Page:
For something completely different, head for the sessions of more contemporary Israeli music at the annual Tamar Festival in the Dead Sea. This festival includes three sunrise concerts on Masada (on October 14, 15 and 16) featuring David Broza, Avitar Banai and Shalom Hanoch respectively.
Other popular Israeli performers including Moshe Ben Ari, Ehud Banai and Yehuda Poliker are playing on the evenings of October 15 to 19 at Nahal Zohar, located just south of Ein Bokek, one of the main Dead Sea resort areas.
The Israeli Music Festival in Rishon le Zion, just south of Tel Aviv, also showcases Israeli stars, including free concerts at 8.30pm with the IDF orchestra and Yehoram Gaon (October 16) and the winners of A Star is Born, Israel's home-grown Pop Idol (October 15 and 16).
At Neot Kedumim, the biblical landscape reserve half-way between Jerusalem and Tel Aviv, you can hike the Bible-inspired trails where 25 succahs have been built according to examples given in the Mishna and Talmud. There is also the opportunity to take part in basket-weaving workshops, treasure hunts and other child-friendly activities (October 15, 16 and 19, from 9am to 5pm).
Succot coincides with the grape harvest and special activities, workshops and tastings are taking place in the dozens of boutique wineries in the Tuscany-lite Yoav Yehuda region outside Jerusalem as well as in the area around Israel's other wine-producing region of Zichron Ya'acov and Binyamina, just south of Haifa.
If you are heading down south, then you could stop off in Sderot for some home-made, ethnic fare made by local women at the beleaguered town's first "Feel at Home" Culinary Festival (October 15 to 17). It is a laudable attempt to bring visitors - and money - into a town under fire from Hamas rockets until June's ceasefire.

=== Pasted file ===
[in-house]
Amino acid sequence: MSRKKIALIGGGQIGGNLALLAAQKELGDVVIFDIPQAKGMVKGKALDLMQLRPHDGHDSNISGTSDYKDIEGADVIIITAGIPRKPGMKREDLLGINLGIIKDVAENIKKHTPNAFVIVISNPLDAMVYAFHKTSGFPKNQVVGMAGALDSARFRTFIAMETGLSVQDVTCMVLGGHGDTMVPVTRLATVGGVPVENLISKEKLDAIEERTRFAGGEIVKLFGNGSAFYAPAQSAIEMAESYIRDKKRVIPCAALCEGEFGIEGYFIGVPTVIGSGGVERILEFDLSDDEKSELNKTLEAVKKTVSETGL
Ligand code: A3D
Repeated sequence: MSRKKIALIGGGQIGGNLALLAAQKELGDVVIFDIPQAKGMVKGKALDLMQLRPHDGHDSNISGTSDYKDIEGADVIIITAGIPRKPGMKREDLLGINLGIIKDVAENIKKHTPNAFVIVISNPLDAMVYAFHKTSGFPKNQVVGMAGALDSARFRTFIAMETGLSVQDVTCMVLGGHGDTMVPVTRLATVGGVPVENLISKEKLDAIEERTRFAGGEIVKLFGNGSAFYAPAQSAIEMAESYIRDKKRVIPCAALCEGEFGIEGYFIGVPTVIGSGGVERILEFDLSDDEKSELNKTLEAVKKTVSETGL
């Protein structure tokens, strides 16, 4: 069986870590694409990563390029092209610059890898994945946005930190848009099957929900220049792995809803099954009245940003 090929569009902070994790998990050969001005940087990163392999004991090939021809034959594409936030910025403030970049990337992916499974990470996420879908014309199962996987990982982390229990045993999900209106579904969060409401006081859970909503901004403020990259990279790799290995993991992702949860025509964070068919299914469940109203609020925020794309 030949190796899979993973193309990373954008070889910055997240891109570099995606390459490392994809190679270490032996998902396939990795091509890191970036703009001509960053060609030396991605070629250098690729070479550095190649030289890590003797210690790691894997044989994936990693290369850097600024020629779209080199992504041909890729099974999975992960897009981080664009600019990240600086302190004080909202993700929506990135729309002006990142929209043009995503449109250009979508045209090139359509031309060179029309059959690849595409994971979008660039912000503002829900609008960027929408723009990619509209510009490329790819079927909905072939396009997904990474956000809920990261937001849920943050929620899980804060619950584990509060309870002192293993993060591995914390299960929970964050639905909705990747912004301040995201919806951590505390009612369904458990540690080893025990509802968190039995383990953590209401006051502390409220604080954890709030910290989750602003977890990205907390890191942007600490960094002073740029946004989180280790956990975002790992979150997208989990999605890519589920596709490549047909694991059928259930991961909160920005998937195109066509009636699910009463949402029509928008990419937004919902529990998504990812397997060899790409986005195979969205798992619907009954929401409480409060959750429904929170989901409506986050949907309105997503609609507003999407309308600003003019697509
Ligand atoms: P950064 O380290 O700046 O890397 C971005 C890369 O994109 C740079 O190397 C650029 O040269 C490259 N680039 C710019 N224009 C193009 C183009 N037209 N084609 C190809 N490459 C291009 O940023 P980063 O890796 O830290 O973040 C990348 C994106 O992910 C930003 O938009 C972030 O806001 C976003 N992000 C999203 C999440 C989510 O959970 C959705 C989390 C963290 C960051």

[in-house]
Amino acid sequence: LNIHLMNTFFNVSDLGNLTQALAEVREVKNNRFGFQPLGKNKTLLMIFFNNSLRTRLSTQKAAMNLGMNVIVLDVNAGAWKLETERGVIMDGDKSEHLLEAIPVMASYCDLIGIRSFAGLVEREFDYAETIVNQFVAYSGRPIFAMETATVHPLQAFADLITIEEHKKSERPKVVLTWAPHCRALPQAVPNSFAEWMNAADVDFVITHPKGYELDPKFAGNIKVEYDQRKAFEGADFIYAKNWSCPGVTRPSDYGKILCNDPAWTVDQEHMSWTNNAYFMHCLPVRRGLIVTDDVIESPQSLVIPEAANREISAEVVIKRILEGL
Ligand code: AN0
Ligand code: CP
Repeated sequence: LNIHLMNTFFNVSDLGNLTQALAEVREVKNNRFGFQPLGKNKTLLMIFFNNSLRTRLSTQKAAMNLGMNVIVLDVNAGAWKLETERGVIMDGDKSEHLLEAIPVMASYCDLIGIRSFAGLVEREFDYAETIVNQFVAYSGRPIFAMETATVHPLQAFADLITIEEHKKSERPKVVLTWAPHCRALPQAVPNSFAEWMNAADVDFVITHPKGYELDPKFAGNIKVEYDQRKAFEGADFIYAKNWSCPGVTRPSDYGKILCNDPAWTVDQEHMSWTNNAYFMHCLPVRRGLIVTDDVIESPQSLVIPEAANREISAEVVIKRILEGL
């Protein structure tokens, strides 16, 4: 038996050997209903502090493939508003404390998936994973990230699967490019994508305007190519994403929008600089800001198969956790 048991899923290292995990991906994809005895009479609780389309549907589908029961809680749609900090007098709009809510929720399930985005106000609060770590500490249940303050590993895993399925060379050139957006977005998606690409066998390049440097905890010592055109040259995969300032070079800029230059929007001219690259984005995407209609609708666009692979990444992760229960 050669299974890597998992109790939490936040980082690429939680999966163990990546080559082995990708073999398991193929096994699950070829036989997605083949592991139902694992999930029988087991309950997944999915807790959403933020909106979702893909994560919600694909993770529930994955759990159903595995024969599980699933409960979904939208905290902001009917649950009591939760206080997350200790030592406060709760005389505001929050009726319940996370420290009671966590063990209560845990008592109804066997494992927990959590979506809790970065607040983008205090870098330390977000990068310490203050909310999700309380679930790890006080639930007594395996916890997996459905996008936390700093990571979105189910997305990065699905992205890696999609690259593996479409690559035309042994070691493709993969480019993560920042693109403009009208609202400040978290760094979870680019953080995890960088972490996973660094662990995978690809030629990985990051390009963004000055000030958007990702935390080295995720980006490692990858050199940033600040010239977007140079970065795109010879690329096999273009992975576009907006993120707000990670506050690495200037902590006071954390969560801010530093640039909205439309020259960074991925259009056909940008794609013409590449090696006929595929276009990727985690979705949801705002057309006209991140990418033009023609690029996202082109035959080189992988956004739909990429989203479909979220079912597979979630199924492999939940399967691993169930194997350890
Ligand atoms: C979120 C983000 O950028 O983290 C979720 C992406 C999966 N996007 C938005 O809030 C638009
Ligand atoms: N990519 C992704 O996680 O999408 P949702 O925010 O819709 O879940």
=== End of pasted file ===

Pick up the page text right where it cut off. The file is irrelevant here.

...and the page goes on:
The UNESCO-designated Mamshit National Park, south of Beer Sheva and located on the ancient Spice Route, will once again host the ever-popular Nabatean Market, where stalls offer a colourful ethnic blend of spices, embroidery, jewellery, music CDs and lots more (October 14 to 20 from 10 am, with a special moonlit event until midnight on October 16).
If you plan to be in Eilat for Succot, take time out from the poolside or beach to visit Timna Park, just 30 minutes drive north. The skies above the dramatic Arava desert scenery will be adorned with the bright colours and strange shapes of the Hot Air Balloon Festival (October 16 and 17). Timna Park will also be open in the evenings, with the recently installed illuminations allowing visitors a novel - and much cooler - experience than a day-time visit allows, even in autumn.
Heading north, the weather may be cooler than Eilat, but there are so many special activities, in addition to the normal attractions such as hikes, kayaking in the Jordan and extreme adventures at Manara Cliff, that it is worth a trip.
In Caesarea, on the Med coast between Netanya and Haifa, horses parade in the Roman hippodrome on October 15,16, 18 and 19 at 11.30am and 2pm; while at Bet She'arim, in the southern Galilee, there are night-time tours of the underground caves (October 16 at 8 pm).
A sound and light show (October 14 to 21) at the spectacular Roman remains at Beit She'an, is a good reason to revisit the Jordan Valley.
Court jesters, knights and classical music await visitors at the Renaissance Festival at the Crusader fortress of Yehiam (October 14 to 16, 10am to 6pm), while the Haifa International Film Festival - which will screen 170 films from more than 40 countries, from October 14 to 28 - opens with Woody Allen's Vicky Cristina Barcelona. And over at Acre - another UNESCO-designated World Heritage site - the alleyways and citadels of the old city host street theatre par excellence, for the 29th Acre Festival of Alternative Israeli Theatre, featuring groups and performers from all over the world (October 15 to 19).
And in addition to all these festivals, there's a host of outdoor activities - hiking, tours and special events - organised by KKL-JNF, the Society for the Protection of Nature in Israel and the Israel Nature and National Parks Protection Authority.
And, on the evening of October 21, when you think all the Succot celebrations are over, city squares burst into life, as religious and non-religious dance with the Torah scrolls for the second hakafot - an act of solidarity with Jewish communities around the world as they celebrate Simchat Torah.